Existing buildings with aging equipment and infrastructure represent a tremendous opportunity for energy savings. But, without a mechanism to identify inefficient buildings and prioritize budgets for upgrades, it’s difficult to know where to start. Under a pilot program, funded by the U.S. Department of Energy, the Northwest Energy Efficiency Alliance (NEEA) and NBI are using measured energy use data to track consumption of existing building stock and tag the worst performers.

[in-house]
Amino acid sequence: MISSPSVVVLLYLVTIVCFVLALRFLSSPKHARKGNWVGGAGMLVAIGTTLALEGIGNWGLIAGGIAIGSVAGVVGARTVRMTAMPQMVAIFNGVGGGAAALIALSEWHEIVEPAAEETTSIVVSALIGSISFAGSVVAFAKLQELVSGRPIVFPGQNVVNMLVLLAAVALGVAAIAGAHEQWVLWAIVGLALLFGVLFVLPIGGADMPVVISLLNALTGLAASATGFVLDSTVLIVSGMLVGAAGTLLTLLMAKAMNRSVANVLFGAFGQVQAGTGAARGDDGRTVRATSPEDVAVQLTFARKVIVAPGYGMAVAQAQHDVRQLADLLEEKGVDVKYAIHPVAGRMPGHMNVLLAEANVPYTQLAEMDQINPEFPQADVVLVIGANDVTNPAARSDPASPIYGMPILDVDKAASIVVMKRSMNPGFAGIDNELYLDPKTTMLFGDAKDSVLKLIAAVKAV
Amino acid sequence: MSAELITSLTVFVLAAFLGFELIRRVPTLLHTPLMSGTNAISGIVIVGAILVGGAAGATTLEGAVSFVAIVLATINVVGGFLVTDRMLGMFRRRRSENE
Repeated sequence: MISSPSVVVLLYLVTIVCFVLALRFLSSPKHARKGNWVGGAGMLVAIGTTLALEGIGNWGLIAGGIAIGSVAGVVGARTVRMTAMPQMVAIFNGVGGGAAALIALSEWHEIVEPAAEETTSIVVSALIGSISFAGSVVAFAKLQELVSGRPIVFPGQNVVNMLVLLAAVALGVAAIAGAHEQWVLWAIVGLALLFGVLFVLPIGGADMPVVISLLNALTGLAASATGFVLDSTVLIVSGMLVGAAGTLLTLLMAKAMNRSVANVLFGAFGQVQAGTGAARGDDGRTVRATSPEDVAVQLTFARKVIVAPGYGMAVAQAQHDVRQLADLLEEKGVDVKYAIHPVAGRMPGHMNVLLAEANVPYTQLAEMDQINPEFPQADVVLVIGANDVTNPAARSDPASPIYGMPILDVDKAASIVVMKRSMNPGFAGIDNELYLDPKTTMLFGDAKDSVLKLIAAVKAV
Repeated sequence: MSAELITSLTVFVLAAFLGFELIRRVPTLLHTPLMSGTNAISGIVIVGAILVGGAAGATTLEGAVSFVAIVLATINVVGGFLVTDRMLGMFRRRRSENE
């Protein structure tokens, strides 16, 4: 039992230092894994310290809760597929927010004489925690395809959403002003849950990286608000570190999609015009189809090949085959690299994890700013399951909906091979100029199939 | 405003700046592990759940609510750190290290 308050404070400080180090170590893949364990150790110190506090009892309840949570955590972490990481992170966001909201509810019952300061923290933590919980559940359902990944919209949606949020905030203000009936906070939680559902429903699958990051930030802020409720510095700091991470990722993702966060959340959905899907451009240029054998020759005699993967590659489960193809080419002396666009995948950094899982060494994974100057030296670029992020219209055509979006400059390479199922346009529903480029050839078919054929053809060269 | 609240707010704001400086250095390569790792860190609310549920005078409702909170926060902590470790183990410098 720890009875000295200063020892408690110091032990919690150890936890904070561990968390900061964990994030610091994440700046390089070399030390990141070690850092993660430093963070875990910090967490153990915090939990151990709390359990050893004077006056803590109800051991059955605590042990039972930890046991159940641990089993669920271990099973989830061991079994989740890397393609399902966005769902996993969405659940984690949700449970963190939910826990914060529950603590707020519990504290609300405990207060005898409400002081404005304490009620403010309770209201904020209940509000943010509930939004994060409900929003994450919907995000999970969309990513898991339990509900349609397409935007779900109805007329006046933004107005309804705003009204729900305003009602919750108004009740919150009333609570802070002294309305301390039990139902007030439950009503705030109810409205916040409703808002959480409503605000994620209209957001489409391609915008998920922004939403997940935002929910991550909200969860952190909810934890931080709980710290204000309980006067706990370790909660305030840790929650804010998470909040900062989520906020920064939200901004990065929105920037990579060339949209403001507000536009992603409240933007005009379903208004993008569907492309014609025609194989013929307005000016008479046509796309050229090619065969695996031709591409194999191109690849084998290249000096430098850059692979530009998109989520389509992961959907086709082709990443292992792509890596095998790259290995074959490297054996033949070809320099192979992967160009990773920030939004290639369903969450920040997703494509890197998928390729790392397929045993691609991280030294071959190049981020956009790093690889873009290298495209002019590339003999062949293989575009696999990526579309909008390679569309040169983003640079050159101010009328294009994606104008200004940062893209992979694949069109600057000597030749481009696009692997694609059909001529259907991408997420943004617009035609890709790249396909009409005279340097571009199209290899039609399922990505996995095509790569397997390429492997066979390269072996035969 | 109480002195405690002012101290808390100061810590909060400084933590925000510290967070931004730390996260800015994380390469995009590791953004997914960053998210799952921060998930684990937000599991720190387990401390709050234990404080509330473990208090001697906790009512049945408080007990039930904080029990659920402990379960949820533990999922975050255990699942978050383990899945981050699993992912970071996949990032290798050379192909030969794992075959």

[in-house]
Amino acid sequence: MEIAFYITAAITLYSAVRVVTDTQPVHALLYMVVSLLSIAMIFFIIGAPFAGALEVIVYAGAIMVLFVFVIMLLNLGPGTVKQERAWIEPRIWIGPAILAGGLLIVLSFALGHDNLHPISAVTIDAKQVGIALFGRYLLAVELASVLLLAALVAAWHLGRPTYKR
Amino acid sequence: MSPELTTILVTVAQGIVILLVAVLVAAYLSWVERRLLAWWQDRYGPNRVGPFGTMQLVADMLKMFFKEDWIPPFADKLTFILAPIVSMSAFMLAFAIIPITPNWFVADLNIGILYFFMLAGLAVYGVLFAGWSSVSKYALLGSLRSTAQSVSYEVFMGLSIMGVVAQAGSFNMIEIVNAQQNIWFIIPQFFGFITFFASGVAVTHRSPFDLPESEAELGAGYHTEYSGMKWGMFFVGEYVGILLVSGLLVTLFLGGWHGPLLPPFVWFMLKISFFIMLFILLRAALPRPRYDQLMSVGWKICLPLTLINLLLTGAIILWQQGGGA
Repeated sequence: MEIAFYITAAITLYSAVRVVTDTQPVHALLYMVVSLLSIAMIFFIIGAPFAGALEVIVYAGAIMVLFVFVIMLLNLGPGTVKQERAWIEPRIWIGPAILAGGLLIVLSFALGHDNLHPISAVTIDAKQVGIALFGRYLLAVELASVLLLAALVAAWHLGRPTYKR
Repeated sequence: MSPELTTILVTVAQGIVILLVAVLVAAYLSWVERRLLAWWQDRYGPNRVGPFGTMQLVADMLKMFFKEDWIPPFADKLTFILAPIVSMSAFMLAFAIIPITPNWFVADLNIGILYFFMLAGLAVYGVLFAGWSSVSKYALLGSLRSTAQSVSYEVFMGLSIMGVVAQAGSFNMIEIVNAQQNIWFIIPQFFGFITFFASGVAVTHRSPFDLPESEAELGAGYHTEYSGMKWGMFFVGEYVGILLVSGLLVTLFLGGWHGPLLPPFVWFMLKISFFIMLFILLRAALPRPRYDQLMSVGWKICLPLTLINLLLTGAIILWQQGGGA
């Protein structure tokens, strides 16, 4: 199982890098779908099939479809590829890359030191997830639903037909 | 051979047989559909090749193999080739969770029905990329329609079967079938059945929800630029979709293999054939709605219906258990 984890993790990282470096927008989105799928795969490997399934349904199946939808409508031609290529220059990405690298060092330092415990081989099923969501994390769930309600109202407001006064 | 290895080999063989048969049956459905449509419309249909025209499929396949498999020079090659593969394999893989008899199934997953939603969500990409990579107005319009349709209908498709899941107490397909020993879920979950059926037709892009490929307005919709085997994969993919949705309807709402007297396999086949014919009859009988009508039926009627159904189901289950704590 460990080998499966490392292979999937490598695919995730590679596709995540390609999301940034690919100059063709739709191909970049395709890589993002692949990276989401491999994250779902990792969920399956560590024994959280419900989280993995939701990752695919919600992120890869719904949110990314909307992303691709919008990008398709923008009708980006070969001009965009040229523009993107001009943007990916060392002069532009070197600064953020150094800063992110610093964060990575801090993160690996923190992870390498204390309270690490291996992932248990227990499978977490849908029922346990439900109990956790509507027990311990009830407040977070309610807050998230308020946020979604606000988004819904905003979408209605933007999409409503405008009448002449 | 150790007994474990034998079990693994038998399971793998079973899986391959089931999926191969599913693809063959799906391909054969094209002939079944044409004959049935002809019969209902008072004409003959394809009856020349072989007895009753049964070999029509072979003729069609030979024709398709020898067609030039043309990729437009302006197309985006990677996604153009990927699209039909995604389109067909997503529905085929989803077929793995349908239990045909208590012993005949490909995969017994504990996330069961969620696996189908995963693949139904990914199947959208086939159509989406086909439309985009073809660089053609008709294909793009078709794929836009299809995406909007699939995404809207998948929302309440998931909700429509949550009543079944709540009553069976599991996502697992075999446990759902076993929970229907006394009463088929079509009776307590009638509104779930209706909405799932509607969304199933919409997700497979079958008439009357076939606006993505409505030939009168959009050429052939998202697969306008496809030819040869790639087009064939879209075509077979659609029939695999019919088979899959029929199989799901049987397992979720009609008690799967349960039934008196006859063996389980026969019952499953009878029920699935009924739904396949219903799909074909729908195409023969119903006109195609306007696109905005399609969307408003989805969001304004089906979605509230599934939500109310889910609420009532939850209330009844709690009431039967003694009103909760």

The project is intended to help cities with policy mechanisms to encourage those target buildings identified for improvements to significantly lower their total energy use. In most cities, the energy code is the primary way of regulating building energy performance, but energy codes have a limited impact on already existing buildings. “Although many jurisdictions have adopted significant energy code advancements, few cities recognize how much potential energy savings exist in improvements to existing buildings. Addressing the worst performing buildings can save as much energy as stringent new codes, while reducing operating cost and improving building comfort and performance” said Mark Frankel NBI’s technical director. The Community Building Renewal pilot will give cities a toolkit that will help them to track and identify the worst performing buildings, including a selection of performance-based energy policies to choose from. The City of Boise has agreed to be the first pilot location in the Northwest. Read NEEA’s full press release